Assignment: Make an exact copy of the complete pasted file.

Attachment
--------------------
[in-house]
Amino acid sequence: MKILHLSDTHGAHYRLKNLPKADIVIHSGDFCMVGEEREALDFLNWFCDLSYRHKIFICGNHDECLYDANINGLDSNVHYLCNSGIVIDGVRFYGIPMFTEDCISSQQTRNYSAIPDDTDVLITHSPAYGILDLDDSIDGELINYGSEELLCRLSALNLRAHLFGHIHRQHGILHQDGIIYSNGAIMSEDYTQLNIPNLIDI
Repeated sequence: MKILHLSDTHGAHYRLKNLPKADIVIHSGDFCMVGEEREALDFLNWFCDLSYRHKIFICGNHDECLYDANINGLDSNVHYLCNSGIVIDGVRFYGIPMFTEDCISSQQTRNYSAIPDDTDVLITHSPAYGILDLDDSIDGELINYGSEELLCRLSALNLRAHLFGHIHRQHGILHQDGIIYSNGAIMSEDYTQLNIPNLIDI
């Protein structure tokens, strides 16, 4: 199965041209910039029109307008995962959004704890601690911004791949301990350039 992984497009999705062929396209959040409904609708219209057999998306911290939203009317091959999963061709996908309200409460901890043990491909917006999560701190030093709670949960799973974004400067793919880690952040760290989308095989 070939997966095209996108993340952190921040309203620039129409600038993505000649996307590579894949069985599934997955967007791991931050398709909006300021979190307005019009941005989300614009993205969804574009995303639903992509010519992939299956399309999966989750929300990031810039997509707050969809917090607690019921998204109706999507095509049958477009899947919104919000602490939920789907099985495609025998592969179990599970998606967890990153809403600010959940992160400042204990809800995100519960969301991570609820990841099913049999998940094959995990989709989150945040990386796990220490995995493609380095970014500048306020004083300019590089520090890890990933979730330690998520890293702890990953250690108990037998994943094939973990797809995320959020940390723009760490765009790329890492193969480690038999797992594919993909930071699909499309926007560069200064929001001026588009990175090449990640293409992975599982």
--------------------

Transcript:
[in-house]
Amino acid sequence: MKILHLSDTHGAHYRLKNLPKADIVIHSGDFCMVGEEREALDFLNWFCDLSYRHKIFICGNHDECLYDANINGLDSNVHYLCNSGIVIDGVRFYGIPMFTEDCISSQQTRNYSAIPDDTDVLITHSPAYGILDLDDSIDGELINYGSEELLCRLSALNLRAHLFGHIHRQHGILHQDGIIYSNGAIMSEDYTQLNIPNLIDI
Repeated sequence: MKILHLSDTHGAHYRLKNLPKADIVIHSGDFCMVGEEREALDFLNWFCDLSYRHKIFICGNHDECLYDANINGLDSNVHYLCNSGIVIDGVRFYGIPMFTEDCISSQQTRNYSAIPDDTDVLITHSPAYGILDLDDSIDGELINYGSEELLCRLSALNLRAHLFGHIHRQHGILHQDGIIYSNGAIMSEDYTQLNIPNLIDI
């Protein structure tokens, strides 16, 4: 199965041209910039029109307008995962959004704890601690911004791949301990350039 992984497009999705062929396209959040409904609708219209057999998306911290939203009317091959999963061709996908309200409460901890043990491909917006999560701190030093709670949960799973974004400067793919880690952040760290989308095989 070939997966095209996108993340952190921040309203620039129409600038993505000649996307590579894949069985599934997955967007791991931050398709909006300021979190307005019009941005989300614009993205969804574009995303639903992509010519992939299956399309999966989750929300990031810039997509707050969809917090607690019921998204109706999507095509049958477009899947919104919000602490939920789907099985495609025998592969179990599970998606967890990153809403600010959940992160400042204990809800995100519960969301991570609820990841099913049999998940094959995990989709989150945040990386796990220490995995493609380095970014500048306020004083300019590089520090890890990933979730330690998520890293702890990953250690108990037998994943094939973990797809995320959020940390723009760490765009790329890492193969480690038999797992594919993909930071699909499309926007560069200064929001001026588009990175090449990640293409992975599982």